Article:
And I loved teaching. The mélange of Vietnamese, Korean, Saudi, Filipino, Russian and Nigerian students in my international classroom fostered a creative energy conducive to learning. The students learned to value their differences and created a community of caring among one another. I loved them so much that I’ve decided to be an English teacher.
I loved the food, its simplicity and humility. Lime. Chili. Rice. Noodles. Egg. Shrimp. Beef. Fish sauce. Tea. Beer. A red plastic stool, a pair of chopsticks and you’ve got a meal in a market for less than a dollar.
Adjusting to America is hard; its streets are silent and everything is too expensive. In consolation, a friend emailed this quotation:
The last look, if known to be the last, is always sorrowful, and refuses, in most instances, to see the wrong and the suffering, the error and the misery, which may have impelled the one who takes it, to venture from the old into the new, from tried to untried path, and to recommence existence under new auspices, and with new and totally different prospects.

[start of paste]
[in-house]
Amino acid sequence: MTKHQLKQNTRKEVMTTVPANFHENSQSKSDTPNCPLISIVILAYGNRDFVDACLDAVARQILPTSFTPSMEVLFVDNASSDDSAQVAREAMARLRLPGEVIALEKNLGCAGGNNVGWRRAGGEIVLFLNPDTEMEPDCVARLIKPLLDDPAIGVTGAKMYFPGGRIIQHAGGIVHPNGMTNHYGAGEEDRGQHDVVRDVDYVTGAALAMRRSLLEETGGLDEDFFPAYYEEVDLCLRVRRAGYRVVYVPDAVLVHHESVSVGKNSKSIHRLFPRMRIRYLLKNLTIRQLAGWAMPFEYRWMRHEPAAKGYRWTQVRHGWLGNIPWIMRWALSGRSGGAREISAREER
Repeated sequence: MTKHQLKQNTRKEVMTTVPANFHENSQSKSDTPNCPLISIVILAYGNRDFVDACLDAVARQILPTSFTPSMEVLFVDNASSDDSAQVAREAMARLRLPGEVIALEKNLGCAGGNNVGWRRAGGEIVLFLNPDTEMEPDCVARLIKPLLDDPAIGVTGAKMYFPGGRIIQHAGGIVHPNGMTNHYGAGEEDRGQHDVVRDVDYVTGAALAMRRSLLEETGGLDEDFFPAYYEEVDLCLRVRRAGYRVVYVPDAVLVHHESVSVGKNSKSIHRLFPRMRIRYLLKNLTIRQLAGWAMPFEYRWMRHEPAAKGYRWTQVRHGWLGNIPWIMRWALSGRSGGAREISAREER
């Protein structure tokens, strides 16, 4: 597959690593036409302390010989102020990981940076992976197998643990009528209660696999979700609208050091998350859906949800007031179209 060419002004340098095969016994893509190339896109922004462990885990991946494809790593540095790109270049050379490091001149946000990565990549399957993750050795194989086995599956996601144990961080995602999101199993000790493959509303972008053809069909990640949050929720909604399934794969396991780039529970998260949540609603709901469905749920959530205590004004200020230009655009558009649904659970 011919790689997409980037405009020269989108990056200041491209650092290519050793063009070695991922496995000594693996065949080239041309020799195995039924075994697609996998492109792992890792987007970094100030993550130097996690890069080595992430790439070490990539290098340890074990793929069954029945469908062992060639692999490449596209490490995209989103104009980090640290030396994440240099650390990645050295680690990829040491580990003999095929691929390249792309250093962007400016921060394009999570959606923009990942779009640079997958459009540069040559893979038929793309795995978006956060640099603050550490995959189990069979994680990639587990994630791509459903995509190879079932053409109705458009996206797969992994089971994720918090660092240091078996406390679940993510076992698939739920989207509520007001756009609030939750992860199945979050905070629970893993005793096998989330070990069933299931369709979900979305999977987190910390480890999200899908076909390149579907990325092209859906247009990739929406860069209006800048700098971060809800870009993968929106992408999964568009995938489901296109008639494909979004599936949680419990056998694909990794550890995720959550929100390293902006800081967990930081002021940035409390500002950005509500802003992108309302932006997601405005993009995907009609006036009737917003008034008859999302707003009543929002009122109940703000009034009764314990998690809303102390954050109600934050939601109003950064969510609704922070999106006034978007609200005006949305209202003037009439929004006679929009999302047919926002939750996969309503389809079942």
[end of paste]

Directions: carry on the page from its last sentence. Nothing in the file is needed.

–The Tide of Emigration by The Illustrated London News, July 6, 1850
I know what I disliked about Vietnam. I know what frustrated me, what I found inconvenient about living there. I didn’t always understand the place. I’ve written the negative memories in my diary and they deserve to be remembered; they are fertile ground for learning. But, this is a love letter. I am determined to remember Vietnam with love, though not to simplify it with romance. I took all but a handful of photographs in color; color reminds us that a place lives in the present.
Pico Iyer wrote, “Travel is the best way we have of rescuing the humanity of places, and saving them from abstraction and ideology.”